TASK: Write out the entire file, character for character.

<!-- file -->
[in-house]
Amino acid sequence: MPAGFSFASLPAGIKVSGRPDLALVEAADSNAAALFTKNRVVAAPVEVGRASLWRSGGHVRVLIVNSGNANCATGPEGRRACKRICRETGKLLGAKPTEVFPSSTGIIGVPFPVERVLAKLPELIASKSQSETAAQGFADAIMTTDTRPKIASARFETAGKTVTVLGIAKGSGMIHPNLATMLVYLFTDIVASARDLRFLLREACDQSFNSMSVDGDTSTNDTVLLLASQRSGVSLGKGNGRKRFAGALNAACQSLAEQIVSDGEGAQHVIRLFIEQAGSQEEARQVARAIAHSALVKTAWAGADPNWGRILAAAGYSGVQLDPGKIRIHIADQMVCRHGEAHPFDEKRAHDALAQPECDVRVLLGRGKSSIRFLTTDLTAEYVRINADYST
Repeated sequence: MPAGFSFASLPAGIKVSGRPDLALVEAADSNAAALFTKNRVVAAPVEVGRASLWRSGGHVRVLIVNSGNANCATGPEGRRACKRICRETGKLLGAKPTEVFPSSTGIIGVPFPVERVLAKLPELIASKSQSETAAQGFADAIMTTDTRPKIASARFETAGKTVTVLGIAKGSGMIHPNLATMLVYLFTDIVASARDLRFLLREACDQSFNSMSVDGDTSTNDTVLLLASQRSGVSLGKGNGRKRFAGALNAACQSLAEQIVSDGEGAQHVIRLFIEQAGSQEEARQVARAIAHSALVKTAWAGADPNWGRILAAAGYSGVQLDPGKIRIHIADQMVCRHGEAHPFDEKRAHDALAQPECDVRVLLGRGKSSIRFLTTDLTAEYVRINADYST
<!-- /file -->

[in-house]
Amino acid sequence: MPAGFSFASLPAGIKVSGRPDLALVEAADSNAAALFTKNRVVAAPVEVGRASLWRSGGHVRVLIVNSGNANCATGPEGRRACKRICRETGKLLGAKPTEVFPSSTGIIGVPFPVERVLAKLPELIASKSQSETAAQGFADAIMTTDTRPKIASARFETAGKTVTVLGIAKGSGMIHPNLATMLVYLFTDIVASARDLRFLLREACDQSFNSMSVDGDTSTNDTVLLLASQRSGVSLGKGNGRKRFAGALNAACQSLAEQIVSDGEGAQHVIRLFIEQAGSQEEARQVARAIAHSALVKTAWAGADPNWGRILAAAGYSGVQLDPGKIRIHIADQMVCRHGEAHPFDEKRAHDALAQPECDVRVLLGRGKSSIRFLTTDLTAEYVRINADYST
Repeated sequence: MPAGFSFASLPAGIKVSGRPDLALVEAADSNAAALFTKNRVVAAPVEVGRASLWRSGGHVRVLIVNSGNANCATGPEGRRACKRICRETGKLLGAKPTEVFPSSTGIIGVPFPVERVLAKLPELIASKSQSETAAQGFADAIMTTDTRPKIASARFETAGKTVTVLGIAKGSGMIHPNLATMLVYLFTDIVASARDLRFLLREACDQSFNSMSVDGDTSTNDTVLLLASQRSGVSLGKGNGRKRFAGALNAACQSLAEQIVSDGEGAQHVIRLFIEQAGSQEEARQVARAIAHSALVKTAWAGADPNWGRILAAAGYSGVQLDPGKIRIHIADQMVCRHGEAHPFDEKRAHDALAQPECDVRVLLGRGKSSIRFLTTDLTAEYVRINADYST